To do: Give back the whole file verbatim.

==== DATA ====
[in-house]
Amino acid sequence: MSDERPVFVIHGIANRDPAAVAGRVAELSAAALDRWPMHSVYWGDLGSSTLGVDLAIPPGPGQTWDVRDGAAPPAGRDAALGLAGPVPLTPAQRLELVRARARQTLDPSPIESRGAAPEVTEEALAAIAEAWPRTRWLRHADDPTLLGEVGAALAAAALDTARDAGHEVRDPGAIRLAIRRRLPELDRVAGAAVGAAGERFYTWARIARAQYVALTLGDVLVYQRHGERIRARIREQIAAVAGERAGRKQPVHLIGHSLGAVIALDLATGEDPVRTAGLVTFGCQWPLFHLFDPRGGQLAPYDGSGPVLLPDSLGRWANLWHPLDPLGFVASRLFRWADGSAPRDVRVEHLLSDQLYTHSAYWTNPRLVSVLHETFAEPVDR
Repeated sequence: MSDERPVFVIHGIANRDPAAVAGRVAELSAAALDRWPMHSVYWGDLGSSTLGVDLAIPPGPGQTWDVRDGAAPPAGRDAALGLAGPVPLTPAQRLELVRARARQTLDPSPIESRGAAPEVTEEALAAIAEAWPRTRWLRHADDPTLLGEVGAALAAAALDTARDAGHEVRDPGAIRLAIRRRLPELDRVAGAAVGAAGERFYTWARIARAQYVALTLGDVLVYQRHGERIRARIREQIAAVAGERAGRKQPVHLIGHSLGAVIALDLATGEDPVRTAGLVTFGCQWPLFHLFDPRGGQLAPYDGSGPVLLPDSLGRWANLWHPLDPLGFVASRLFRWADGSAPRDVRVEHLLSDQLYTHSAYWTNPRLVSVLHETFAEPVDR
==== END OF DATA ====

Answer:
[in-house]
Amino acid sequence: MSDERPVFVIHGIANRDPAAVAGRVAELSAAALDRWPMHSVYWGDLGSSTLGVDLAIPPGPGQTWDVRDGAAPPAGRDAALGLAGPVPLTPAQRLELVRARARQTLDPSPIESRGAAPEVTEEALAAIAEAWPRTRWLRHADDPTLLGEVGAALAAAALDTARDAGHEVRDPGAIRLAIRRRLPELDRVAGAAVGAAGERFYTWARIARAQYVALTLGDVLVYQRHGERIRARIREQIAAVAGERAGRKQPVHLIGHSLGAVIALDLATGEDPVRTAGLVTFGCQWPLFHLFDPRGGQLAPYDGSGPVLLPDSLGRWANLWHPLDPLGFVASRLFRWADGSAPRDVRVEHLLSDQLYTHSAYWTNPRLVSVLHETFAEPVDR
Repeated sequence: MSDERPVFVIHGIANRDPAAVAGRVAELSAAALDRWPMHSVYWGDLGSSTLGVDLAIPPGPGQTWDVRDGAAPPAGRDAALGLAGPVPLTPAQRLELVRARARQTLDPSPIESRGAAPEVTEEALAAIAEAWPRTRWLRHADDPTLLGEVGAALAAAALDTARDAGHEVRDPGAIRLAIRRRLPELDRVAGAAVGAAGERFYTWARIARAQYVALTLGDVLVYQRHGERIRARIREQIAAVAGERAGRKQPVHLIGHSLGAVIALDLATGEDPVRTAGLVTFGCQWPLFHLFDPRGGQLAPYDGSGPVLLPDSLGRWANLWHPLDPLGFVASRLFRWADGSAPRDVRVEHLLSDQLYTHSAYWTNPRLVSVLHETFAEPVDR